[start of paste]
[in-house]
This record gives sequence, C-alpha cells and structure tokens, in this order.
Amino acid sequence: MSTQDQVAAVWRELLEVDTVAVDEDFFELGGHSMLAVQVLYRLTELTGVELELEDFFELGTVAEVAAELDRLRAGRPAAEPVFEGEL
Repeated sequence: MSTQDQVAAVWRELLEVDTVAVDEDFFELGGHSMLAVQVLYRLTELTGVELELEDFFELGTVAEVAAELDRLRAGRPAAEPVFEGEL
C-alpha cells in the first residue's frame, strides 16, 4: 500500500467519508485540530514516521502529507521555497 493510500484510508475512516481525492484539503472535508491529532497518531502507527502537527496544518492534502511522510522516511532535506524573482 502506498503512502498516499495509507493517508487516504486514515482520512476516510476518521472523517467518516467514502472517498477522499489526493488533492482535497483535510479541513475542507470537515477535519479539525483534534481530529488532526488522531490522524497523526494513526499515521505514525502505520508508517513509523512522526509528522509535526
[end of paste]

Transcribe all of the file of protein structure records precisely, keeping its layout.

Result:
[in-house]
This record gives sequence, C-alpha cells and structure tokens, in this order.
Amino acid sequence: MSTQDQVAAVWRELLEVDTVAVDEDFFELGGHSMLAVQVLYRLTELTGVELELEDFFELGTVAEVAAELDRLRAGRPAAEPVFEGEL
Repeated sequence: MSTQDQVAAVWRELLEVDTVAVDEDFFELGGHSMLAVQVLYRLTELTGVELELEDFFELGTVAEVAAELDRLRAGRPAAEPVFEGEL
C-alpha cells in the first residue's frame, strides 16, 4: 500500500467519508485540530514516521502529507521555497 493510500484510508475512516481525492484539503472535508491529532497518531502507527502537527496544518492534502511522510522516511532535506524573482 502506498503512502498516499495509507493517508487516504486514515482520512476516510476518521472523517467518516467514502472517498477522499489526493488533492482535497483535510479541513475542507470537515477535519479539525483534534481530529488532526488522531490522524497523526494513526499515521505514525502505520508508517513509523512522526509528522509535526